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From the same journal

Aircraft observations of the lower troposphere above a megacity: Alkyl nitrate and ozone chemistry

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  • Eleonora Aruffo
  • Piero Di Carlo
  • Cesare Dari-Salisburgo
  • Fabio Biancofiore
  • Franco Giammaria
  • Marcella Busilacchio
  • James R. Hopkins
  • Shalini Punjabi
  • Stéphane Bauguitte
  • Debbie O'Sullivan
  • Carl Percival
  • Michael Le Breton
  • Jennifer Muller
  • Rod Jones
  • Grant Forster
  • Claire Reeves
  • Dwayne Heard
  • Trevor Ingham
  • Stewart Vaughan
  • Daniel Stone


Publication details

JournalAtmospheric Environment
DateAccepted/In press - 14 May 2014
DateE-pub ahead of print - 15 May 2014
DatePublished (current) - Sep 2014
Number of pages10
Pages (from-to)479-488
Early online date15/05/14
Original languageEnglish


Within the framework of the RONOCO (ROle of Nighttime chemistry in controlling the Oxidising Capacity of the atmOsphere) campaign a daytime flight over the metropolitan area of London were carried out to study the nitrogen oxide chemistry and its role in the production and loss of ozone (O3) and alkyl and multifunctional nitrate (σANs). The FAAM BAe-146 aircraft, used for these observations, was equipped with instruments to measure the most relevant compounds that control the lower troposphere chemistry, including O3, NO, NO2, NO3, N2O5, HNO3, peroxy nitrates (σPNs), σANs, OH, and HO2. In the London's flight a strong ozone titration process was observed when flying above Reading (downwind of London) and when intercepting the London plume. The coupled cycles of NOx and HOx can have different terminations forming σPNs, σANs, HNO3 or peroxides (H2O2, ROOH) altering the O3 production. In the observations reported here, we found that a strong ozone titration (δO3=-16ppb), due to a rapid increase of NOx (δNOx=27ppb), corresponds also to a high increase of σANs concentrations (δσANs=3ppb), and quite stable concentrations of HNO3 and σPNs. Unexpectedly, compared with other megacities, the production of σANs is similar to that of Ox (O3+NO2), suggesting that in the London plume, at least during these observations, the formation of σANs effectively removes active NOx and hence reduces the amount of O3 production. In fact, we found that the ratio between the ozone production and the alkyl nitrates production (observed) approximate the unity; on the contrary the calculated ratio is 7. In order to explain this discrepancy, we made sensitivity tests changing the alkyl nitrates branching ratio for some VOCs and we investigated the impact of the unmeasured VOCs during the flight, founding that the calculated ratio decreases from 7 to 2 and that, in this condition, the major contribution to the σANs production is given by Alkanes. Observations and analysis reported here suggest that in the London plume the high NOx emissions and the chemistry of some VOCs (mainly Alkanes) produce high concentrations of σANs competing against the local ozone production.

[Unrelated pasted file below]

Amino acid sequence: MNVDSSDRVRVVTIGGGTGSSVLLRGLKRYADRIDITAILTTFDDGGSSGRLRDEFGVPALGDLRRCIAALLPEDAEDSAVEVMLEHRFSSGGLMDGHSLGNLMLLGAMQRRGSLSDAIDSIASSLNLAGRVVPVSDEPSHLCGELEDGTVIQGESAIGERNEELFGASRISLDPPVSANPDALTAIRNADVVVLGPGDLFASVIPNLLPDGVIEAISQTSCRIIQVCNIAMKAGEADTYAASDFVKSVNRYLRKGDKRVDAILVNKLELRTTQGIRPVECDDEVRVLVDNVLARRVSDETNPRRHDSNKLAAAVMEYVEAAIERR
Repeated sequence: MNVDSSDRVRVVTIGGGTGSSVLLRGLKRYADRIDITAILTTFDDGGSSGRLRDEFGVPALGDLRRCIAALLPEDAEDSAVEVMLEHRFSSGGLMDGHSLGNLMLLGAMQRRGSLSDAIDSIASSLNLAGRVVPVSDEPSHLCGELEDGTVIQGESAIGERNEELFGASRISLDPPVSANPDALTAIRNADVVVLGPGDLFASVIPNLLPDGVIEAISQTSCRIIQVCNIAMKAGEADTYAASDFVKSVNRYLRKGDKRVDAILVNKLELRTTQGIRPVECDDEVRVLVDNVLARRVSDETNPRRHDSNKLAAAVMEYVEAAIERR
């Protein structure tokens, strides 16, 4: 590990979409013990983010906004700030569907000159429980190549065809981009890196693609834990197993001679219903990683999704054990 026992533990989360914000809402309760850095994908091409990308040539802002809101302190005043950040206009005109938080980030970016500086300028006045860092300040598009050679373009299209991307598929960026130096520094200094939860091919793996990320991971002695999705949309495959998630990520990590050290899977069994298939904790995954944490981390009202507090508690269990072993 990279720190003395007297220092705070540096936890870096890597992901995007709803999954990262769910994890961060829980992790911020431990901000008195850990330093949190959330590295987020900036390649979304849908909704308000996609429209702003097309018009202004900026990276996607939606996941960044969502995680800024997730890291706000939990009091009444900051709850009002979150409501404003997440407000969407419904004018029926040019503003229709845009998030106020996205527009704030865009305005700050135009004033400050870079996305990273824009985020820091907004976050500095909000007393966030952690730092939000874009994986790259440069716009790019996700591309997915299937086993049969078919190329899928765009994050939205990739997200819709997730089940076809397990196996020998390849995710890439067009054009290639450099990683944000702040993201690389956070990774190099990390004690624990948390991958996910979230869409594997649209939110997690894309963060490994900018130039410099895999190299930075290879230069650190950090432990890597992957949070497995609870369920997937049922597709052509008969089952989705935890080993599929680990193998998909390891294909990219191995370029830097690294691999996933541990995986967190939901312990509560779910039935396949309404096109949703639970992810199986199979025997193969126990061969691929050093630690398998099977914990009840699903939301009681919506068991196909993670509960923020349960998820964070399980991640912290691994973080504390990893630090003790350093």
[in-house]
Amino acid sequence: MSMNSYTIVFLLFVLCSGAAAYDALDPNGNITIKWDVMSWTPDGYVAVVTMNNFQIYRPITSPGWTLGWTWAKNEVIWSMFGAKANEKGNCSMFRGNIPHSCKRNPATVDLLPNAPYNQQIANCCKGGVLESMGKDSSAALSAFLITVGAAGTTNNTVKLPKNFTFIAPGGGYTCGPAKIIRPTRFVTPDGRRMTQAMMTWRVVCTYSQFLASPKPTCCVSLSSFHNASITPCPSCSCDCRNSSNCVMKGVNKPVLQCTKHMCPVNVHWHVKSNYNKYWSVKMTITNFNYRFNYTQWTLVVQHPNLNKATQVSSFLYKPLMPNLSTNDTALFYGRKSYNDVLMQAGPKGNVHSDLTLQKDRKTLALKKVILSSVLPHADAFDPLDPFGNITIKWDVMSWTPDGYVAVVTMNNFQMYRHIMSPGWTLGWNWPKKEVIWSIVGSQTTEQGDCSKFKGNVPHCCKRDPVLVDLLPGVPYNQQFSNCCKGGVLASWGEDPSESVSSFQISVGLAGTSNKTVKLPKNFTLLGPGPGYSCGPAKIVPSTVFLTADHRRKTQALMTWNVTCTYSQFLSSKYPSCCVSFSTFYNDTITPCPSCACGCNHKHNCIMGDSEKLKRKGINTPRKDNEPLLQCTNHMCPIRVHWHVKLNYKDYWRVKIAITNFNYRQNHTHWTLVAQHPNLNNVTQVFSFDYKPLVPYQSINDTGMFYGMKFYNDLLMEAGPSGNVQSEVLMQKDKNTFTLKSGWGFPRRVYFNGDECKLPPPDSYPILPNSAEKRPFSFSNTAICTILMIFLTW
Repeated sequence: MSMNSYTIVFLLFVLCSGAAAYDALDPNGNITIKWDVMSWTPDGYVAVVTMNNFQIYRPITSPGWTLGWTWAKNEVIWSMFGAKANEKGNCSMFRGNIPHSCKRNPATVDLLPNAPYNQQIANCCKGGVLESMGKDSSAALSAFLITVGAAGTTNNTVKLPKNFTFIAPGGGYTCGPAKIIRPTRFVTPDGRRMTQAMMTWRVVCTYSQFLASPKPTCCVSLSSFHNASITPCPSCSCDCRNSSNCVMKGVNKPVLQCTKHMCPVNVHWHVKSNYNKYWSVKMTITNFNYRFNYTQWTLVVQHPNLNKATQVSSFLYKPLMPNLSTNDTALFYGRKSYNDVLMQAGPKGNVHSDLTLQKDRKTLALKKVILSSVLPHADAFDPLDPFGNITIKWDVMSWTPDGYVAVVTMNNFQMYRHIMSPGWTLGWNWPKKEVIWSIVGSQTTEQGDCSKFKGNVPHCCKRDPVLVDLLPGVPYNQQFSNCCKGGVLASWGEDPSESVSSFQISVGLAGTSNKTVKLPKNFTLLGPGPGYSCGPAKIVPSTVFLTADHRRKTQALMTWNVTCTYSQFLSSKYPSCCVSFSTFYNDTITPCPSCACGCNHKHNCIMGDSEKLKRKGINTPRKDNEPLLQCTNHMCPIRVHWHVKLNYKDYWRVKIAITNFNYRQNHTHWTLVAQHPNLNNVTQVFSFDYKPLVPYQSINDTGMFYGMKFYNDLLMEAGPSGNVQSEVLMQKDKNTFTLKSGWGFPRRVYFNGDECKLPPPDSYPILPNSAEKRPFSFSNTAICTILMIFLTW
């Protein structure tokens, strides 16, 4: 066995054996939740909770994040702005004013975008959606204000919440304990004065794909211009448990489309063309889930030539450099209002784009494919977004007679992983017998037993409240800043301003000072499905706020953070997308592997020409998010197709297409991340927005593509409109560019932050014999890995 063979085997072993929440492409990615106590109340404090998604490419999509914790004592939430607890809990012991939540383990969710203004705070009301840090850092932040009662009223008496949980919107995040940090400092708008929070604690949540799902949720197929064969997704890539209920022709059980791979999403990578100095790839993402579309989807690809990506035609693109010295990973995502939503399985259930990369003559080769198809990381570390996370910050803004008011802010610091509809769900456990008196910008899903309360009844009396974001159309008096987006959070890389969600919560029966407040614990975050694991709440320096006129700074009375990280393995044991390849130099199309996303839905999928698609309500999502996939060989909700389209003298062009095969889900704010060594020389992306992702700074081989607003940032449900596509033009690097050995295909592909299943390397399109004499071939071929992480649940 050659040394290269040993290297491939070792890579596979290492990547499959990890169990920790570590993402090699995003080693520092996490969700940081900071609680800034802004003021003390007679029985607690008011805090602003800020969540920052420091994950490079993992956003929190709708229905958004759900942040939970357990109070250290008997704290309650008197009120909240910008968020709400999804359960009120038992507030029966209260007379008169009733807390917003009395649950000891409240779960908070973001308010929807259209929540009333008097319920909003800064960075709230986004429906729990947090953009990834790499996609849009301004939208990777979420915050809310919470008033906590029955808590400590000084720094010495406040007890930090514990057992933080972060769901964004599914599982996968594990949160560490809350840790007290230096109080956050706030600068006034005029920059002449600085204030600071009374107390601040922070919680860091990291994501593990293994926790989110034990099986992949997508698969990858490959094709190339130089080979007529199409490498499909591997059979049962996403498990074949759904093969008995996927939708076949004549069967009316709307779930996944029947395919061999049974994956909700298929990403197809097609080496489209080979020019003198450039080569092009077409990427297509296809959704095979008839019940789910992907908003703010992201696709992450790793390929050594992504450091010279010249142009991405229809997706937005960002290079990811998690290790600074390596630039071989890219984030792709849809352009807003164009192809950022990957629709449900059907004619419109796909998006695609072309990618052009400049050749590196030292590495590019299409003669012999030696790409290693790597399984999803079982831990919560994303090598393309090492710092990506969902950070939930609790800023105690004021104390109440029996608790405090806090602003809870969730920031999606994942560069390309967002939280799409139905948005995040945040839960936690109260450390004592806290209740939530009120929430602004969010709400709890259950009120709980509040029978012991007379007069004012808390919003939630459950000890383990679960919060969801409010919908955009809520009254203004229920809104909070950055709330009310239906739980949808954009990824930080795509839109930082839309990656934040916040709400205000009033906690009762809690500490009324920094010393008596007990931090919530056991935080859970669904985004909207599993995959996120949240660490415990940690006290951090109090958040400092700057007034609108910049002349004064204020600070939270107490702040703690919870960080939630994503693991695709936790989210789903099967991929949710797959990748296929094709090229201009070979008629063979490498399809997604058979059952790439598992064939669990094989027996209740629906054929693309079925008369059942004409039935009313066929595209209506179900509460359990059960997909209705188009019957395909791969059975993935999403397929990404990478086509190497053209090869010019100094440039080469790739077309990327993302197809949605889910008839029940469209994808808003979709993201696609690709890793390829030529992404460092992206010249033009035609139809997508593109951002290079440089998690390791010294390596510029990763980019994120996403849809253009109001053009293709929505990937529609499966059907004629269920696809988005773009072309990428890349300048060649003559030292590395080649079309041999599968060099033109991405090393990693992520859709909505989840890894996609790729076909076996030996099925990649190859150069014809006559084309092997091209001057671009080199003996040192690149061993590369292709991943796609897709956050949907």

Research areas

  • Aircraft, Alkyl nitrates production, London, Ozone production, Tropospheric chemistry, Urban pollution

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